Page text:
What I loved most about her stubborn streak was her steadfast and unwavering position on aging. She simply wasn’t. Wouldn’t. And many ways, even into her nineties, didn’t.

I’m a little embarrassed, frankly, with the trepidation I sometimes experience about growing older. After a few health scares in 2016, and a political season of unrest, I’m aware to the point of anxiety.

I feel afraid.

I’m fearful of the future. Our future.

Is this living?

Nana grew up in the Depression. She raised her children and then pursued a Master’s Degree in her forties. She taught Jr. High School until retiring, and discovered an acting career in local theater in her seventies and eighties. At ninety, she was still living alone and driving.

Nana certainly had her share of hardship and heartache. She witnessed decades of political shift from right to left and back again. She knew what it was to bide her time and wait for the pendulum to reach its pinnacle and return its swing in the opposite direction.

There were times, maybe, when she should’ve held her tongue. Other times, I know she couldn’t, shouldn’t, didn’t.

She was brash and witty. Direct and sarcastic. Intelligent. Confident. And sometimes coy.

She was unafraid to speak and never waited until spoken to.

As I contemplate the week ahead, as I fear the four years ahead, and as I worry about my own aging ahead … my grandmother’s legacy stays nearby. Inspiring me. Reassuring me. Guiding me to speak, to act, to live.

It’s time to contemplate my own legacy.

I will attend our state’s local Women’s March next Saturday in my grandmother’s honor.



In this weekend of living, there’s cookies to bake for co-workers who’ve helped me out. There’s the usual cleaning and laundry, the new book idea I’d like to get organized, and the bills to review.

I’d like to experiment with some bread baking, change the sheets, and deal with some of that junk in the cave we call a basement. At some point, I’ll need to work through all the paperwork I brought home, plan for next week, and order that photography equipment.

Of course, there’s always the photographs I’d like to take.

And if the storm holds off, we’ll be able to go out to dinner as a family.  Have some fun, face-to-face, and conversation too.

So it’ll be a busy weekend, and somewhere in between, I’d like to find some time to exercise, read a little, knit a bit — and nap.

Obviously, my list is lofty.

Eventually, I’ll pare it down to manageable and in the end, maybe the necessary will get done.

What’s even more important to me, however, is the unnecessary — because it’s all that stuff that feeds me and my soul, that nourishes my body and mind in a wholesome, heart beating way.

I thrive because of the unnecessary.

So when I’m looking through the list, it’s the unnecessary I’ll prioritize. The family and the photographs, the bread baking, writing, and napping. The reading. The cookies.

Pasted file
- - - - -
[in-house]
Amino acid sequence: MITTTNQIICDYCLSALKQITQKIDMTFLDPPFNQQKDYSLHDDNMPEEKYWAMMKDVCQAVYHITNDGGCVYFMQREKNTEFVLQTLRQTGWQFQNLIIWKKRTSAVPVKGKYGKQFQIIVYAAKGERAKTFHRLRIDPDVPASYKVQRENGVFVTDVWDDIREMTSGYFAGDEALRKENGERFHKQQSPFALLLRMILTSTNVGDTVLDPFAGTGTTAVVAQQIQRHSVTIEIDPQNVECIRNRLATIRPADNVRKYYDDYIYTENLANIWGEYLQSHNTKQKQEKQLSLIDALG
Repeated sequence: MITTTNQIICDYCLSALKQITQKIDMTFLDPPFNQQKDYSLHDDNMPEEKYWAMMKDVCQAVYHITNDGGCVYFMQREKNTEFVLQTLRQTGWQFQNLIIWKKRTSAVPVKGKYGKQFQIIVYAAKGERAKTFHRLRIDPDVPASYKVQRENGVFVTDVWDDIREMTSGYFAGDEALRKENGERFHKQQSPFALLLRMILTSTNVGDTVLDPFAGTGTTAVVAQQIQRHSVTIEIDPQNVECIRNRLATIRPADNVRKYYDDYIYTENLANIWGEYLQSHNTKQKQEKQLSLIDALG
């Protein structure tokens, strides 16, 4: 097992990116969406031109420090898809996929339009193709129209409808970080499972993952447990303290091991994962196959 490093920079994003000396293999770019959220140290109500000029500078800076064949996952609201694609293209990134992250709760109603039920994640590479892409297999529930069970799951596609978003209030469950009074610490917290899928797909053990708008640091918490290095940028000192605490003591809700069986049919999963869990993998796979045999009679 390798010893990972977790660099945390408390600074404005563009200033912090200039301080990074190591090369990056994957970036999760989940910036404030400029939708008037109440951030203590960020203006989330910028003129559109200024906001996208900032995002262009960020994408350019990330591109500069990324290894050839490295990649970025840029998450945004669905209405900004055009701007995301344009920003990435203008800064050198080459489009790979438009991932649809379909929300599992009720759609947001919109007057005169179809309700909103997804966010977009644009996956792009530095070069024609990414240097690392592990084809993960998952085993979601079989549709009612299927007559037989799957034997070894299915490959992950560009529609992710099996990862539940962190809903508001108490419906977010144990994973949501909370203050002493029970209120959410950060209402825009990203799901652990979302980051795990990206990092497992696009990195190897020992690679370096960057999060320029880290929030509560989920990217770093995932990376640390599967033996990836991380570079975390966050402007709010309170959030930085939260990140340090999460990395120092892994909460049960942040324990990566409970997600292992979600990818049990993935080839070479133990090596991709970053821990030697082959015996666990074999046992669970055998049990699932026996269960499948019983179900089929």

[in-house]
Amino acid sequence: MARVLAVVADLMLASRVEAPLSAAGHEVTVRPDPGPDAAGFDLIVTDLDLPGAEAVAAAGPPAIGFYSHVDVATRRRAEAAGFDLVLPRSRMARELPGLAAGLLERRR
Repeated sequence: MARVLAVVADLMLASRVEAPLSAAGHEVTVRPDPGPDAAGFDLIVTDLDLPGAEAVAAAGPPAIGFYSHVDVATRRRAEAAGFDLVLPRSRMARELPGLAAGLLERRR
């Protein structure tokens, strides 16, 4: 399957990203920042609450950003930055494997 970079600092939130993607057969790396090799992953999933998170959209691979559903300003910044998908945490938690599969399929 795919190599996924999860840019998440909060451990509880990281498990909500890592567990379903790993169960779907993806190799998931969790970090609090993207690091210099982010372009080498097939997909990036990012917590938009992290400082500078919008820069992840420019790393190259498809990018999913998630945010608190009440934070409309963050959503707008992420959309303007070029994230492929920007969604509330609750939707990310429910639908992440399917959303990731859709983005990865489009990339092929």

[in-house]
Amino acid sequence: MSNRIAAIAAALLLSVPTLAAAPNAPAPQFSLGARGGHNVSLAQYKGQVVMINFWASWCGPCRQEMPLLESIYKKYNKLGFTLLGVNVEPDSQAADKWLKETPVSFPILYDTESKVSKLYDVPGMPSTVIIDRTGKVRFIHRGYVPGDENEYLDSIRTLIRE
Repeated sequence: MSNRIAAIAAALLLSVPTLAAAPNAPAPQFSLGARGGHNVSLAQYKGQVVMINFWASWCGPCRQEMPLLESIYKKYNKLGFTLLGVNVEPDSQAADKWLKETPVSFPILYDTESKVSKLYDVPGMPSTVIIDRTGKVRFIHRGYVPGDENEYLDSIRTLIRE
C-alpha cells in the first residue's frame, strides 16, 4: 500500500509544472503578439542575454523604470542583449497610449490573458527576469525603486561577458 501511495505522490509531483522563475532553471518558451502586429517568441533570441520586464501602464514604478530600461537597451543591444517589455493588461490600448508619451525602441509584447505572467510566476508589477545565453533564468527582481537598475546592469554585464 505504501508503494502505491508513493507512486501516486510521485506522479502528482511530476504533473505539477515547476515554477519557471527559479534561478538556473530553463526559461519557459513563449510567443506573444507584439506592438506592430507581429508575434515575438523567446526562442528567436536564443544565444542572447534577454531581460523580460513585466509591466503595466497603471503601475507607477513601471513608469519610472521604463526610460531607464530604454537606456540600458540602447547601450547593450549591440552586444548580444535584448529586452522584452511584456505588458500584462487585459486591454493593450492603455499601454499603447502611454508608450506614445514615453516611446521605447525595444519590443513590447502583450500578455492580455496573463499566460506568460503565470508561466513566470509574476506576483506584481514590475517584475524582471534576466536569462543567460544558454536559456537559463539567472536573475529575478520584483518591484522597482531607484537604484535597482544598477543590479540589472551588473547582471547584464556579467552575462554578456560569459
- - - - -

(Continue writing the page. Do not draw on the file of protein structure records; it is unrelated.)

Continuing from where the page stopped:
The love.

Whatever’s necessary will have wait.



Seven Ways to Write


It’s been so long, I’ve forgotten.

I’ve forgotten how quiet my usually ever-racing mind can become  when finally given the opportunity to speak.

I’ve forgotten what it’s like to stare at an empty screen. Without writing on a regular basis, I’ve forgotten how the cursor blinks. And blinks. It’s annoying, all that blinking.

And I listen for the rush of all those words I wanted to write back a only few days ago when time wasn’t my own. At the ready only a few days ago, all those words tired of waiting around for me to find the time – to make the time – and moved on. So now all I hear is … silence.

So starved for attention, any of the words I’ve tried on at first didn’t really fit right anymore.

But I’m not worried.

Because even after all this time of irregular writing,  I remember.

Here’s what I remember about finding my writer’s voice when it’s – temporarily – lost:

  • Just Start: Start somewhere or anywhere, doesn’t matter. Just start. Write and write and write because even if what you write is mostly unusable, you may just find a word or two of truth somewhere among the riff raff you can develop more fully next time you write.
  • Set a Timer: I can do anything for 15 minutes and so can you. You’ll be surprised how quickly the time passes, and you’ll be left wanting more.
  • Find a Prompt: A prompt can be a word, an image, a quote. Pick a theme of interest to you: kindness, courage, fear … and explore it.
  • Make a List: Lists are great sources for a writing jump-start. Animals you’ve loved. Things that make you feel squeamish. Favorite foods. Friends from childhood.
  • People: Describe who helped you when your car broke down. What do you remember about the woman two tables over at the coffee shop. Your toddler. The best friend you could call in the middle of the night. Recall an overhead conversation in line at the grocery store.
  • Places: A setting from your life is pure visual inspiration. Close your eyes and see it. A family dinner. A drive.  A remembered football game. Your last hike. One treasured scene from your last vacation.
  • Memories: Make it specific and small. Firsts. Lasts. Onlys. Those memories once-upon-a-times are made of.

Do you have a strategy for finding your writer’s voice? Please … please share!